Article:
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Research Article
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Effect of Variety on the Proximate and Sensory Properties of Wheat/Millet Cake

Eke-Ejiofor J. , Allen J.E
American Journal of Food Science and Technology. 2020, 8(1), 14-18. DOI: 10.12691/ajfst-8-1-2
Received October 20, 2019; Revised November 21, 2019; Accepted December 05, 2019

Abstract

The effect of variety on the proximate and sensory properties of wheat millet cakes was assessed. Cake samples were produced from varying compositions of flour from wheat/millet varieties (pearl, finger and fonio millet). Wheat was substituted with 10 to 40% millet and plain wheat used as control. The cakes were evaluated for proximate and sensory properties using standard methods. The proximate composition of different wheat/millet cake showed that moisture content ranged between 15.90-19.15% (pearl),15.61-19.15% (finger) and 12.52-19.15% (fonio millet), while ash content ranged between 1.0-2.05% (pearl), 1.90-2.49% (finger) and 0.70-2.05% (fonio millet). Fat content of cakes from flour blends ranged between 18-18.67% (pearl millet), 15.91-18.00% (finger millet) and 14.90-18.00% (fonio millet), while protein content ranged between 5.75-13.16% (pearl millet), 5.75-11.85% (finger millet) and 5.35-10.54% (fonio millet) respectively. Crude fibre content ranged between 1.32-2.00% (pearl millet), 1.67-3.00% (finger millet) and 0.68-1.67% (fonio millet), while carbohydrate content of wheat/millet cakes ranged between 44.72-51.72% (pearl millet), 43.51-51.16% (finger millet) and 34.34-48.83% (fonio millet). Sensory evaluation result of cakes from blends of wheat/millet varieties showed 4.60-8.05 (pearl), 3.65-8.30 (finger) and 5.65-7.80 (fonio) for color, while appearance values ranged from 5.10-7.80, 3.20-8.50 and 5.25-7.85 for finger, pearl and fonio blend respectively. Flavor ranged between 5.05-7.90, 4.30-7.70 and 5.15-7.80 for pearl, finger and fonio millet blends, while texture values ranged between 5.60-7.50 for pearl, 3.90-7.60 for finger and 4.80-7.55 for fonio millet blend respectively. Taste ranged from 5.20 -7.86, 4.09 -7.89 and 5.20-7.86, with overall acceptability of products ranging from 5.10-8.00, 4.35-7.75 and 5.65-7.80 for pearl, finger and fonio millet blends respectively. The substitution of different quantities of millet varieties for wheat flour caused a decrease in moisture, ash and fat contents with an increase in protein, fibre and carbohydrate with cake samples competing favorably with the wheat cake sample. The study has shown millet to have good potential for confectionary production.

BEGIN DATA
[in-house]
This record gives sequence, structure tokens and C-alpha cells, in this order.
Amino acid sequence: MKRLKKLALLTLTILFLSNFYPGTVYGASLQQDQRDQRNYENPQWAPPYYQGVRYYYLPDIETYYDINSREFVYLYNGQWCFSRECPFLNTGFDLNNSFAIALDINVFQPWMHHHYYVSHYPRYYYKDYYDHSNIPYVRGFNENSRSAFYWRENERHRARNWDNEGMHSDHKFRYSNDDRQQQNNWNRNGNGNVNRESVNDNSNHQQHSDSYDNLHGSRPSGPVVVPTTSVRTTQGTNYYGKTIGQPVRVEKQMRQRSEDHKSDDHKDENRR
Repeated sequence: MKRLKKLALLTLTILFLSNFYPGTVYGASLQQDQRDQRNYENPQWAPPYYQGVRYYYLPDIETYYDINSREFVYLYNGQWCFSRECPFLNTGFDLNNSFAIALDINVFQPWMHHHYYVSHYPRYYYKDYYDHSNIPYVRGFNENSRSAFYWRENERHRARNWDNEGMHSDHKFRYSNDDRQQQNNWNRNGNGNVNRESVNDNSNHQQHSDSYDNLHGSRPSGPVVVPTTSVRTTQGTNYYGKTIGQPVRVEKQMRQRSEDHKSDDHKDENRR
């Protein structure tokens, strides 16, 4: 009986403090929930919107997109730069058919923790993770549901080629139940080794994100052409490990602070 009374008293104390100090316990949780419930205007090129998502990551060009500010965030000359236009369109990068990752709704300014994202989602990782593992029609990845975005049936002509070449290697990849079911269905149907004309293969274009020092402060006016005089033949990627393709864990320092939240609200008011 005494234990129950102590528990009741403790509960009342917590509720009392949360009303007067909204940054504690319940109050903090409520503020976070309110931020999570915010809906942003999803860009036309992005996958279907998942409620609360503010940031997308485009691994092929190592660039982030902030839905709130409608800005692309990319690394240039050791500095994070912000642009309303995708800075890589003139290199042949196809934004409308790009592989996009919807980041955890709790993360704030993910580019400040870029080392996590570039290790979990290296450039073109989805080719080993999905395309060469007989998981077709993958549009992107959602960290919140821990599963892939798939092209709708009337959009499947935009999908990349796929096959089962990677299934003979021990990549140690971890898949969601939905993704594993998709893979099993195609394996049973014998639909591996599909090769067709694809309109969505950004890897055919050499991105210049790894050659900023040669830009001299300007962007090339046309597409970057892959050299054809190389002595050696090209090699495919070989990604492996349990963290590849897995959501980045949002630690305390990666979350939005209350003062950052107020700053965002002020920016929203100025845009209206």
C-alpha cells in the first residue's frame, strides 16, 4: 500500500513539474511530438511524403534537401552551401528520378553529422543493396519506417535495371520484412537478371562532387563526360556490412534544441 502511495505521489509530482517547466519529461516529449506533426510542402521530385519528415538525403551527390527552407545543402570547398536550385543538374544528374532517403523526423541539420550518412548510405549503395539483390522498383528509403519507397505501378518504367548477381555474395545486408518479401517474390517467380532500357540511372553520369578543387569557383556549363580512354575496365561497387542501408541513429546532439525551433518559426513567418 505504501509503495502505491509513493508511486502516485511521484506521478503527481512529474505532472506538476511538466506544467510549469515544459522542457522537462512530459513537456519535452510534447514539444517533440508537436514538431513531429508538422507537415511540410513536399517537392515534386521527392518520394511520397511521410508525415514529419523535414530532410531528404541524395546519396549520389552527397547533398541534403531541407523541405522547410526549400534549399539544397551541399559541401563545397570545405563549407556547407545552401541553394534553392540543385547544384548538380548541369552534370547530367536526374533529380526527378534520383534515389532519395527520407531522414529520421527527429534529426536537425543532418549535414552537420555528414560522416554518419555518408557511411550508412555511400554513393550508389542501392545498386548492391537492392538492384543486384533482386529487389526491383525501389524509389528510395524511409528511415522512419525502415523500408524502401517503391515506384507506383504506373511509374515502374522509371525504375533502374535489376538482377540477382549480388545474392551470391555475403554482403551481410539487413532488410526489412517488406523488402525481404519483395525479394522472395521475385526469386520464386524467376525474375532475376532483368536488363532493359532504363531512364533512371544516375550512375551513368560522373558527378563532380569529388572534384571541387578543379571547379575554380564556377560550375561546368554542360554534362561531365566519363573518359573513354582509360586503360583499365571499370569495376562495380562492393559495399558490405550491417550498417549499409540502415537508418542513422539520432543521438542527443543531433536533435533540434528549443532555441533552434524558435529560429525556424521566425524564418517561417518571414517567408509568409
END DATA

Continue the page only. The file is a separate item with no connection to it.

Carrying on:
1. Introduction

Cereals are important sources of the world’s food supply and their role in human diet throughout the world is extremely vital FAO 1 with rice, barley, maize, wheat, sorghum, oat, rye and millet contributing to diets in the world.

Millets are small-seeded grains, belonging to the Poaceae (Graminaea) family 2. They are cultivated in diverse and adverse environments, mostly in the dry, semi-arid to sub-humid, drought prone agro-ecosystem 3. They are comparable or superior to some commonly consumed cereals like wheat and rice 4. Millets have different varieties, but of interest to this location include pearl millet (Pennisetum glaucum), finger millet (Eleusine coracana), fonio (Digitaria exilis). Species of this crop are produced in large quantities in Borno, Yobe, Kano, Sokoto and Jigawa state in Nigeria 5. It is the sixth cereal crop in terms of world agriculture production with an annual production of about 29 million tonnes in 2013 6.

Millet has been termed as “nutri-cereals” because they are rich in vitamins and sulphur containing amino acids. It has a low glycemic index and is gluten free, allergy friendly food which makes it an excellent choice for people suffering from celiac disease due to gluten intolerance 7. Thus, the presence of all the required nutrients in the varieties of millet makes them suitable for large-scale utilization in the manufacture of flour.

Cake is one of the relished and palatable baked products prepared from wheat flour, sugar, shortening, baking powder, egg, and essence as principal ingredients 8. They are a major snack in the fast food industry and are highly cherished by women and children 9. Preparation of plain cakes from wheat flour is the conventional practice however, in tropical countries, wheat production is limited and importation of wheat flour to meet local demand is a necessity 10.